Since University of Missouri (Mizzou) football players, graduate students, and professors organized a strike last week to support the racial justice demands of student activist group #ConcernedStudent1950, there have been at least 200 campus actions around the country. Many had some impetus in grievances specific to a given campus. Some were planned months ago as part of the #MillionStudentMarch for free education. All took encouragement from Mizzou’s successful ousting of their president, who became the first of three high-level administrators to be forced out by student and faculty action that week.
If the success of the Mizzou protests gave students a sense of the potential power of campus organizing, the subsequent racist backlash made a stronger public showing all the more important. The Washington Post reported “hate speech, vandalism, even multiple threats of mass shootings targeting black people. Four campuses tightened security or locked down after receiving online threats, and four suspects were arrested.” Black students and their allies, however, refused to be intimidated, and responded quickly and powerfully to a call for a Nationwide Day of Action by a Missouri State University student.
With students rallying in each other’s defense, these coordinated actions are beginning to take on the contours of a movement. Many underlying factors have been simmering for some time, but there is now the possibility of heightened levels of unity in action. A possible hint of things to come was seen in Philadelphia as separately-planned demonstrations merged and blocked traffic. A Boston rally and march was the result of a close collaboration by multiple campuses.
By the end of the weekend, in addition to resignations and apologies, students had won the renaming of two buildings at Georgetown University that had been named for past campus presidents who sold slaves to pay school debts.
“The student activists say they also want the university to pay reparations by establishing an endowment that, accounting for inflation, would match what the university made from the slave sale. The money, they said, should provide scholarships or a professorship based on race issues.”
On Monday, protests threatened to claim a fourth administrator, as students sat in at Occidental College and promised to topple their president if he did not “take such steps as creating a Black Studies major and hiring more minority faculty,” according to the LA Times.
If a movement is emerging after Mizzou, what kind of movement is it? Led by black youth and especially black women, it has the important struggle against anti-black racism on campus at it’s center. It could be said that it seeks social and economic justice more broadly, as well. As black UCLA students wrote, “groups like the Black Student Union have been organizing to end racial violence at school, in our communities, and in our systems of injustice. All over, momentum has been building towards a sustained student movement that focuses on the intersections of several interrelated forms of oppression, including racism (particularly against black people), class oppression through student debt, and the unfair treatment and impoverishment of campus workers.”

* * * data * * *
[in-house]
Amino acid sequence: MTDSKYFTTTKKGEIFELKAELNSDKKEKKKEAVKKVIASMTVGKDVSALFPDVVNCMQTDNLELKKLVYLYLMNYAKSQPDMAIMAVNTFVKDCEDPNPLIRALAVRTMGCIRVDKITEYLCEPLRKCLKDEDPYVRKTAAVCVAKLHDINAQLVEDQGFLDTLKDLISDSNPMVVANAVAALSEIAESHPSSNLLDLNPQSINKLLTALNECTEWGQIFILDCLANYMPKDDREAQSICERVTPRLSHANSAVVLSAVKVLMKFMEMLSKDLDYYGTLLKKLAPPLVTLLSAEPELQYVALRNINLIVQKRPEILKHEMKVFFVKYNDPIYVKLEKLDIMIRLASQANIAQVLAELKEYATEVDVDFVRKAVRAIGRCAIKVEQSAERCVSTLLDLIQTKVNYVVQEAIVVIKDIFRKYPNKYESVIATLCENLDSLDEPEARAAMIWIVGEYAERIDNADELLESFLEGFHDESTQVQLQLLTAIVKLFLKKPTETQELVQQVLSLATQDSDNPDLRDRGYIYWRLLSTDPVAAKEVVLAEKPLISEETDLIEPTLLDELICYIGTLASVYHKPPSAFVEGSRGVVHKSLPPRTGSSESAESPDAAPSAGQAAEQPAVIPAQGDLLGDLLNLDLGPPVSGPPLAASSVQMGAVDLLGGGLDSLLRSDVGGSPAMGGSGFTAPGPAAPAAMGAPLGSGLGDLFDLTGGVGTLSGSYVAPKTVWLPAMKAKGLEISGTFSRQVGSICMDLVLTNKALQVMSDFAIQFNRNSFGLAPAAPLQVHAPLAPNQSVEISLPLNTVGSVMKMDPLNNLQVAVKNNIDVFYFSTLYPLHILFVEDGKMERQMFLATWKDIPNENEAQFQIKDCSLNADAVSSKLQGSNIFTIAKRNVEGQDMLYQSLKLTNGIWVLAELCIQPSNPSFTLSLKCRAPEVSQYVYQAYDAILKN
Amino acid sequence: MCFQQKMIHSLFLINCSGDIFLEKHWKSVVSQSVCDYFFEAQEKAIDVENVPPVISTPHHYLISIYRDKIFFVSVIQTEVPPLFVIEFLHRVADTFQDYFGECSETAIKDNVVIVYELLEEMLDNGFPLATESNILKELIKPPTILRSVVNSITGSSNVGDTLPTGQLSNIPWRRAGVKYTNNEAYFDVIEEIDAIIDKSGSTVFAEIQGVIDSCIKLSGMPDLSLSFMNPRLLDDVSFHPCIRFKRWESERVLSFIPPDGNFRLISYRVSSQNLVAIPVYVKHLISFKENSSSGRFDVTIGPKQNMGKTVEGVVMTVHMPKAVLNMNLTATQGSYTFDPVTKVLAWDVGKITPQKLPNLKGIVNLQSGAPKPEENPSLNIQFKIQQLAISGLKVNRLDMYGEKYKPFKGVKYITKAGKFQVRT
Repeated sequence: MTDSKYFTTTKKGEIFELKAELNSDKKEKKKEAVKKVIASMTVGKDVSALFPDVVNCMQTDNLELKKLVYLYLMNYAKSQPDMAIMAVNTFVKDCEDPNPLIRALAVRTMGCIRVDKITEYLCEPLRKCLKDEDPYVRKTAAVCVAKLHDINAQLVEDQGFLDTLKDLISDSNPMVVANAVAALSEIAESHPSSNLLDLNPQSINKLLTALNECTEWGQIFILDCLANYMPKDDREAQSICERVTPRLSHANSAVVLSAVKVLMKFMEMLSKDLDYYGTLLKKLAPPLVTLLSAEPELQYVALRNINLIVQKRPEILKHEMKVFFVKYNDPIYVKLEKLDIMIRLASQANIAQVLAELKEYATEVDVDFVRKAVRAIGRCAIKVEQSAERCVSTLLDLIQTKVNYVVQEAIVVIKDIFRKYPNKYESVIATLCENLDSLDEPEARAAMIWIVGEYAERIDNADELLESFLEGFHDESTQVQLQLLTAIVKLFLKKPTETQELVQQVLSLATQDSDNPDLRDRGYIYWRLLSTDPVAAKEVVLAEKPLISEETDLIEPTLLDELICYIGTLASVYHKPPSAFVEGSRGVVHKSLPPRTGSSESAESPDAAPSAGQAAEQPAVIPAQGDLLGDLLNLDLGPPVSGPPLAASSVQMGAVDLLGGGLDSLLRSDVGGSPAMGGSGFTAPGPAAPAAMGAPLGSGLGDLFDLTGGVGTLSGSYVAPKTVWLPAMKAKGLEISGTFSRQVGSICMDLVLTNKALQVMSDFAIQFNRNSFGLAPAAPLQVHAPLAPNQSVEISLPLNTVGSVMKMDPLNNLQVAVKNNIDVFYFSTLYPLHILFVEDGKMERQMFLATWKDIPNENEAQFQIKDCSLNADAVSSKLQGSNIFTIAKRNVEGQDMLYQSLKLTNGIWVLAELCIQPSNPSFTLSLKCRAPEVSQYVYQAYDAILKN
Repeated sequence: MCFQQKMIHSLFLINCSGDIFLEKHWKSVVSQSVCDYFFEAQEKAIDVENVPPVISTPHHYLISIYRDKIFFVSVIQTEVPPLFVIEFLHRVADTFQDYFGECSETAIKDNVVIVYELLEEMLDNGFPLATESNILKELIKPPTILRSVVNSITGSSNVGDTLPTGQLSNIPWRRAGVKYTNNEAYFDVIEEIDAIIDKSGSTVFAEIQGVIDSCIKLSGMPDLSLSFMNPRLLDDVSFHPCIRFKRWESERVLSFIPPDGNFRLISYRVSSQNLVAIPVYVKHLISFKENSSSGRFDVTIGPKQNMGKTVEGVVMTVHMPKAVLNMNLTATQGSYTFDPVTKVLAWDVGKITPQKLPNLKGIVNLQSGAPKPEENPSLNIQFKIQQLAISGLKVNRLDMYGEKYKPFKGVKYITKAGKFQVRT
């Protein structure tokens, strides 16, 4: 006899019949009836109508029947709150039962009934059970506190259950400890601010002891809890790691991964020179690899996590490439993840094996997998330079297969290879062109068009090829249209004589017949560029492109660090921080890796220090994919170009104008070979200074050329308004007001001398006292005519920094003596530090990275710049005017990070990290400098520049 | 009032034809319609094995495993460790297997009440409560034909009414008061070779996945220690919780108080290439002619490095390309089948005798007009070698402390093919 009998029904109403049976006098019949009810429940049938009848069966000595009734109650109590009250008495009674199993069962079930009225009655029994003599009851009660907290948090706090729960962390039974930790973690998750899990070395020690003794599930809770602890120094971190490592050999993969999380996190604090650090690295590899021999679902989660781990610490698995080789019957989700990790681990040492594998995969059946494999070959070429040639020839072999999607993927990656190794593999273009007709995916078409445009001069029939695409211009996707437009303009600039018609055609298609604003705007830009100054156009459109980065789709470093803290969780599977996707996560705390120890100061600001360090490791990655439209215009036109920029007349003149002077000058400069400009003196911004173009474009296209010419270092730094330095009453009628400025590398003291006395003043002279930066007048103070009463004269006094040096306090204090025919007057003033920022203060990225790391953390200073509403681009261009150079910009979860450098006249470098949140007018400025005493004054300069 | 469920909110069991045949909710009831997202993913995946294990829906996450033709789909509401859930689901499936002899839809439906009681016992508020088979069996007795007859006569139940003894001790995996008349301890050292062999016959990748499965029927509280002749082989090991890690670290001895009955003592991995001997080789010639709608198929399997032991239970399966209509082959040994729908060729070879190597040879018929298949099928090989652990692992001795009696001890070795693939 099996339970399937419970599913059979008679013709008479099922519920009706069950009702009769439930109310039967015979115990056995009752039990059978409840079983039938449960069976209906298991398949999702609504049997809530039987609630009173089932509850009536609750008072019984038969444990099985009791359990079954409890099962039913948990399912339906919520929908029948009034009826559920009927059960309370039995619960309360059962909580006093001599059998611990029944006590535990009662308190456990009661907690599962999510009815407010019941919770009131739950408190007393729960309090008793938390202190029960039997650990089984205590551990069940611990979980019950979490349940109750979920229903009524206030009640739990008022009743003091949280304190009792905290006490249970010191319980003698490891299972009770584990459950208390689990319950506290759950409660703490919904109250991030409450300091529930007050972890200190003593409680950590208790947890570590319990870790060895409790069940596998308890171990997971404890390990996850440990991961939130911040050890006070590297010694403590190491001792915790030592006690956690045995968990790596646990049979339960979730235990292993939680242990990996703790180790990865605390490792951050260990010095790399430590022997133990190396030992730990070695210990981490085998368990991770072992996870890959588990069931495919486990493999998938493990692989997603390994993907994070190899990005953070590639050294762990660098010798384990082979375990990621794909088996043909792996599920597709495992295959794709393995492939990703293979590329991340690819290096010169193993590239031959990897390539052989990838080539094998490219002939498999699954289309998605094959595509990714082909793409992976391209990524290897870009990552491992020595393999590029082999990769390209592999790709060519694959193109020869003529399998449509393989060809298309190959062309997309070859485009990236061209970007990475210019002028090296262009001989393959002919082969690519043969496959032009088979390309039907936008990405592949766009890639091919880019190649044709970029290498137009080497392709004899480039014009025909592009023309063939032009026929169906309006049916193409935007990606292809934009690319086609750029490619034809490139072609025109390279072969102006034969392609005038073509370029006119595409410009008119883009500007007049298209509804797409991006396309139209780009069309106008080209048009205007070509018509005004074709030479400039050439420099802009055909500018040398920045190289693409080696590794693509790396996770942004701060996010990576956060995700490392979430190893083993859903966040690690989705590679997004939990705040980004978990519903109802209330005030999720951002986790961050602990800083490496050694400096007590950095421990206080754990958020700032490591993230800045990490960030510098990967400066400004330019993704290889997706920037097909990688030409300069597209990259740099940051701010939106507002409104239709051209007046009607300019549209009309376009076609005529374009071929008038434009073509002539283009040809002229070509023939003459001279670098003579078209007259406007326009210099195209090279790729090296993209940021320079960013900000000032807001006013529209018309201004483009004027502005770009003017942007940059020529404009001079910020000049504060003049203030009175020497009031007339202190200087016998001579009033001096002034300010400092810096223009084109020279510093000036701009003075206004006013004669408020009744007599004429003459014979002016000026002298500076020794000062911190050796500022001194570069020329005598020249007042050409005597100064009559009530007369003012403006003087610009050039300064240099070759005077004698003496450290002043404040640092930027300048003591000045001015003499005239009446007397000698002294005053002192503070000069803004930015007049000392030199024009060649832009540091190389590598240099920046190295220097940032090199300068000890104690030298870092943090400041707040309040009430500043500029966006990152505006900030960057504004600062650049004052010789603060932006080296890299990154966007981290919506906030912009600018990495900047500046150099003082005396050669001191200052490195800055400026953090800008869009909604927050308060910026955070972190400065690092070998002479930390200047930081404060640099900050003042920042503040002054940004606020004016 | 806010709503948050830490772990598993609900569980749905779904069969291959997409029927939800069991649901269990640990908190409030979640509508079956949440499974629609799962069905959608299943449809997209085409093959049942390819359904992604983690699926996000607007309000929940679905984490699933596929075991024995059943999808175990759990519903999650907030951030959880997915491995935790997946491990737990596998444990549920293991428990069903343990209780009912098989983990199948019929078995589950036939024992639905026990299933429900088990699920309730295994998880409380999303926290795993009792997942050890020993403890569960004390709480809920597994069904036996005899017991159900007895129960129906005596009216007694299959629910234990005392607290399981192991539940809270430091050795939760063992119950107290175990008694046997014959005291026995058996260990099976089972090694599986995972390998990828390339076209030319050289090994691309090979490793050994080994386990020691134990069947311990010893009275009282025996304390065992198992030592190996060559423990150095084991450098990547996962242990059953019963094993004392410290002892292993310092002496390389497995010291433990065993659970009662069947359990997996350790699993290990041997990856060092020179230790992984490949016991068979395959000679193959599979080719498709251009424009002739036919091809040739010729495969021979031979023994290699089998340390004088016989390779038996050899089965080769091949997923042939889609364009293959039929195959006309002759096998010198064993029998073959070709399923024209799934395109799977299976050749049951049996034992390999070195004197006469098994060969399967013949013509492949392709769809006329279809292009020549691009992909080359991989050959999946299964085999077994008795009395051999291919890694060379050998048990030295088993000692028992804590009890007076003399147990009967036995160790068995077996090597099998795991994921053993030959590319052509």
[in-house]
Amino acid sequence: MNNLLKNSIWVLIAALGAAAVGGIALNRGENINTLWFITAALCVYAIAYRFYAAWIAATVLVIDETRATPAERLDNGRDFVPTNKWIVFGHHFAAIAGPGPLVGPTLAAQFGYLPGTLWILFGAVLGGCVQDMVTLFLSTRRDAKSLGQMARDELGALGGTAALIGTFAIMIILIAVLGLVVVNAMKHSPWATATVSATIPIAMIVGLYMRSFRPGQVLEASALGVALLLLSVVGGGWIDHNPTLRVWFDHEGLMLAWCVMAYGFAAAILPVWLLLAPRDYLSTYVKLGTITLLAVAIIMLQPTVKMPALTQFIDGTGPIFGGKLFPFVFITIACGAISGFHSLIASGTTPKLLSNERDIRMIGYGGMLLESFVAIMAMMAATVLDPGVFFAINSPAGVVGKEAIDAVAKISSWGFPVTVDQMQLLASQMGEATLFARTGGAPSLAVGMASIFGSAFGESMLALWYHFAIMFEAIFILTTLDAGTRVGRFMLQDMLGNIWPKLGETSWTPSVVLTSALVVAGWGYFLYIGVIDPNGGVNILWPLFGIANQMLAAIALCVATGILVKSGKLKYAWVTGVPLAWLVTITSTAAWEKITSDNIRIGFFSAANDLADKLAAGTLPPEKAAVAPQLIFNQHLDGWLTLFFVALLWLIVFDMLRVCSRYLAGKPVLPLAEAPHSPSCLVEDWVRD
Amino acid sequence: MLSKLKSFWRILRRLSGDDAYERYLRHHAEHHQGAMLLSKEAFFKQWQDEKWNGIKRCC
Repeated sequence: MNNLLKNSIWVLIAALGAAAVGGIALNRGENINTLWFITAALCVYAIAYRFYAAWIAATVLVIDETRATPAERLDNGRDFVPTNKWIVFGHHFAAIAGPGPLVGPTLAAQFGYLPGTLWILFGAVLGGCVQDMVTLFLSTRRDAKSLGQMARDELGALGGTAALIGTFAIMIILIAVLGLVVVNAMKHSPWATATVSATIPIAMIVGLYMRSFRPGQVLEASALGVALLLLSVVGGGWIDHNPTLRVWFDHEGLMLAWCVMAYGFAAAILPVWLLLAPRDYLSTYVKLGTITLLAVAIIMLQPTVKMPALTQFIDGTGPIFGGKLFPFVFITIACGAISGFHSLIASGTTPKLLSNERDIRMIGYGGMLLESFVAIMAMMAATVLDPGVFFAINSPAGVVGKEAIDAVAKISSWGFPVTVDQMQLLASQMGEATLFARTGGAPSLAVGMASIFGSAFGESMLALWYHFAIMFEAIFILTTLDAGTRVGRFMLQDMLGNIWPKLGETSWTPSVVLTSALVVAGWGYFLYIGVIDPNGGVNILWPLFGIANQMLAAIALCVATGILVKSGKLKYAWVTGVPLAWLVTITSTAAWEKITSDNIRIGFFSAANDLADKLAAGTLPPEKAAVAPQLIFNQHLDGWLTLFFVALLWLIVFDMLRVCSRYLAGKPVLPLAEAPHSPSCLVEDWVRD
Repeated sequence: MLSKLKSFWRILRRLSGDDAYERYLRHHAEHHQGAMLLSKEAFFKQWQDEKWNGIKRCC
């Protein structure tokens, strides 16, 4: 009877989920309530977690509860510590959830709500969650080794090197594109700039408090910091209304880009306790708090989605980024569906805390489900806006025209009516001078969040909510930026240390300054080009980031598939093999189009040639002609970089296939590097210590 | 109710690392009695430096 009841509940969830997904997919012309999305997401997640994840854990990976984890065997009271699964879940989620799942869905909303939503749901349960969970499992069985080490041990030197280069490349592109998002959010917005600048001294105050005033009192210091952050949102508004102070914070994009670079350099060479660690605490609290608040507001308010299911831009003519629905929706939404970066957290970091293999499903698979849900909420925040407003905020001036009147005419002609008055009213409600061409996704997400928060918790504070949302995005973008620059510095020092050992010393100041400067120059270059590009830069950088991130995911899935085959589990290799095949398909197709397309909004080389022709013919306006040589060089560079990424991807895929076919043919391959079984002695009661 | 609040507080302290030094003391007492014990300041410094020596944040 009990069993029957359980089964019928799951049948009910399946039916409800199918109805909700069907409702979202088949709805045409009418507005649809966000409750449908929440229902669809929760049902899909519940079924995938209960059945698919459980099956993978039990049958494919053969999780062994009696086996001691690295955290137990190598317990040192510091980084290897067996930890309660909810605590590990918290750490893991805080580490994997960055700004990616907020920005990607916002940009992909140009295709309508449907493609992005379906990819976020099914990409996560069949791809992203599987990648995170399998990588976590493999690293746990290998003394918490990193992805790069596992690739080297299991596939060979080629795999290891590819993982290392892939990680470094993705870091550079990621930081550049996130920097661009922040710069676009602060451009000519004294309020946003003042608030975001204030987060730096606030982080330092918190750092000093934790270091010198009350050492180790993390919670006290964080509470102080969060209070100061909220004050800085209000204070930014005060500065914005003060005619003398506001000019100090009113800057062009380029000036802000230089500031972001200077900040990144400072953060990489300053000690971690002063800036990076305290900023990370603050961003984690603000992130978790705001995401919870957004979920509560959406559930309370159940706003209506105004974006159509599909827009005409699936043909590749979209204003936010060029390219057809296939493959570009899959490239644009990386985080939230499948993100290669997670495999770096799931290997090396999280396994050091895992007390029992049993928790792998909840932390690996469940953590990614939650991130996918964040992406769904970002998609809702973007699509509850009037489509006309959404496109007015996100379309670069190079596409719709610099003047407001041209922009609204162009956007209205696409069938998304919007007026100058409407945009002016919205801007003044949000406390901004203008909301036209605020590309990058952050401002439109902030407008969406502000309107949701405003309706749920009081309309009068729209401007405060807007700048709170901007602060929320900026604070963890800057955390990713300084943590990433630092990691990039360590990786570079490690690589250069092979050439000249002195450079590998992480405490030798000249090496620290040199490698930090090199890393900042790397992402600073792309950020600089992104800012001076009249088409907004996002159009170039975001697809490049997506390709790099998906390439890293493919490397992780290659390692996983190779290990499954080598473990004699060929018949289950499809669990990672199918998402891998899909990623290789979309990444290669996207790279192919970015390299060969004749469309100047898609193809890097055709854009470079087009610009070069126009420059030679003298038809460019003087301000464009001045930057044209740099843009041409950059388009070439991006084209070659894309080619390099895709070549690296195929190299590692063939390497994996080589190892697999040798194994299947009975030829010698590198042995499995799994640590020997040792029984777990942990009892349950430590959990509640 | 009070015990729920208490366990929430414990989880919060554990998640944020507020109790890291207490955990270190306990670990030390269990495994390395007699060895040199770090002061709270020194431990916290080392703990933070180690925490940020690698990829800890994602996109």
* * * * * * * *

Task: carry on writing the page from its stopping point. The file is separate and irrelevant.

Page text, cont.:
In addition to more straightforwardly anti-racist demands (i.e. mandatory anti-oppression education, curriculum, and resources that reflect and support black experiences, policy changes to attract and retain black faculty, staff, and students, and freedom from racial profiling and excessive force on the part of campus police), black students are demanding better and more affordable housing, democratization of campus decision-making, support for mental and reproductive healthcare, and action against sexism, sexual harassment, and violence.
Current activities also draw on community and international solidarity. Students at several campusesexpressed solidarity with the recently victorious South African student movement against tuition fee increases, and Loyola students’ call for divestment from violation of human right in Palestine found twinned support in the form of solidarity statements from both the West Coast and MidWest networks of Students for Justice in Palestine. Lastly, there is evidence of a deep sense of movement history, as students at the Universities of Kansas and Missouri revived specific student demands from 1970 and 1969, respectively.
Where will the movement go from here? The near- and medium-term have great potential, as faculty unions on both coasts in the Cal State University & CUNY systems, which together have about 1 million students, consider striking, and anti-racist activists mark a year since the Ferguson uprising and a #YearWithoutTamir. Since Mizzou, we may be approaching a lasting intersection of the Black Lives Matter movement against racism and the movement to defend and re-imagine an education system which has been degraded, re-segregated, and re-stratified in the neoliberal period.
The movement’s next National Day of Action, #StudentBlackout, scheduled for Wednesday, will be one to watch out for. Or better yet, one to get involved in!